It will take days to determine whether Australia has returned the Coalition government, has voted in a Labor government, or has cast its vote so widely as to prompt a hotchpotch of characters vying to form a majority.
It'll come down to the postal votes. And preferences. And then they'll be counted again to make sure. We might even, if we're 'lucky', get a legal challenge over the results of a tally.
Yes, it appears in this election at least, your vote actually counted.
Given the gravity of the situation, then, was it really that wise to do a donkey vote? Or draw a dick on your ballot paper before handing it in?
— Mik Kirk (@MikKirk) July 2, 2016
Let's put aside the debate on compulsory voting for one minute. We have to vote, and it's here to stay.
This is also not an argument for the "good ol' days". The turnout range of 93-96 percent of enrolled voters has been fairly stable since the 1920s. And the percentage of eligible Australians on the electoral roll is actually increasing.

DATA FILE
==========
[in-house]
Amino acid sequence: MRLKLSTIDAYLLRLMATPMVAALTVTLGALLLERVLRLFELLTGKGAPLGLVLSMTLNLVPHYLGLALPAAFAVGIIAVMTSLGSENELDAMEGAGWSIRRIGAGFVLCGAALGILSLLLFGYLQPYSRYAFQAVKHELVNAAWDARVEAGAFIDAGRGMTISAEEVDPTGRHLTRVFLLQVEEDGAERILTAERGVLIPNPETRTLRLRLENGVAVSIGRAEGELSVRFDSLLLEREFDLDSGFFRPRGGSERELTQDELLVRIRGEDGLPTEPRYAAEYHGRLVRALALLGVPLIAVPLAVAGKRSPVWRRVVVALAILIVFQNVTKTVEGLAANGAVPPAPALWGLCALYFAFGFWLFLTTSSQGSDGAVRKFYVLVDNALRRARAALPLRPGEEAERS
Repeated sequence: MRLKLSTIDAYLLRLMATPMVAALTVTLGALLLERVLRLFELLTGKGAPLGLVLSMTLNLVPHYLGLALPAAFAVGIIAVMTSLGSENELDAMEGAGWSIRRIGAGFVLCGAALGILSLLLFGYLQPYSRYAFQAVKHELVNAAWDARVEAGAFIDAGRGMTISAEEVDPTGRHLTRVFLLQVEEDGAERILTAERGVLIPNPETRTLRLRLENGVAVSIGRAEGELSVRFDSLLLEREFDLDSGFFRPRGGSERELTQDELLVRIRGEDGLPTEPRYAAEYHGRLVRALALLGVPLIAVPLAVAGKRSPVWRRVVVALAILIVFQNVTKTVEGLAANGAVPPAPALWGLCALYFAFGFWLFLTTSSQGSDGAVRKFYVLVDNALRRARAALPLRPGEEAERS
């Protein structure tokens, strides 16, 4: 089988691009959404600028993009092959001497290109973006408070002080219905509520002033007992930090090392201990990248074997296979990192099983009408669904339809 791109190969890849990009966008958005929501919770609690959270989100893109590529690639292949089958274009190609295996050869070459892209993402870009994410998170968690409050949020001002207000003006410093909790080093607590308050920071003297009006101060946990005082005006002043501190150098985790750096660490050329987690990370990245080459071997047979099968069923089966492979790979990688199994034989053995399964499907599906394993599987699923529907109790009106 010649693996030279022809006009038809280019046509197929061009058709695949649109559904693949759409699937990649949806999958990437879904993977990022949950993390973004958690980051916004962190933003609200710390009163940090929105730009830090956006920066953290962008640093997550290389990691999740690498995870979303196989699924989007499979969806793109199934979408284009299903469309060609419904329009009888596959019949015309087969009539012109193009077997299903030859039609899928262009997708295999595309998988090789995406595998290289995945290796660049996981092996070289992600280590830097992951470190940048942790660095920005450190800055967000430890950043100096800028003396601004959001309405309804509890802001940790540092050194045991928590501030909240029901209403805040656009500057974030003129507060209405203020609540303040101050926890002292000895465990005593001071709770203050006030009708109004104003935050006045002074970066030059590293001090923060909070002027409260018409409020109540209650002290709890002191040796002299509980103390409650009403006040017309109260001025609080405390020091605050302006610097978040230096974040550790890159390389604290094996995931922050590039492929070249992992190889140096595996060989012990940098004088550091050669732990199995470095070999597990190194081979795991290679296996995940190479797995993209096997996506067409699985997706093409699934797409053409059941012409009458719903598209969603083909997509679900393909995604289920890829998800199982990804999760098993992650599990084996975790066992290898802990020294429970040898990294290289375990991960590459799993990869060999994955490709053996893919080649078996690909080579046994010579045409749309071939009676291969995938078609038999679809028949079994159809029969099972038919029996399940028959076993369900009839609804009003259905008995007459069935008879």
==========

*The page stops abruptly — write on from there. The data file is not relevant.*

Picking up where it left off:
My suggestion is, if you're not going to register to vote, or if you vote informal, that's a shame. It's a shame you're not exercising your democratic right to have a say in the direction of our nation.
What you also don't get is the right to have an opinion on any issue for the next three years.
THAT was the most powerful opportunity for most of us to have a say, that ballot paper on election day. We were asked for our opinion and some chose to squander it.
So when the big issues of the next electoral cycle present themselves, (think: same sex marriage, the future of Medicare, saving the reef and housing affordability), zip your lip -- and think back to the Democracy Kebab you ordered.Suggest a correction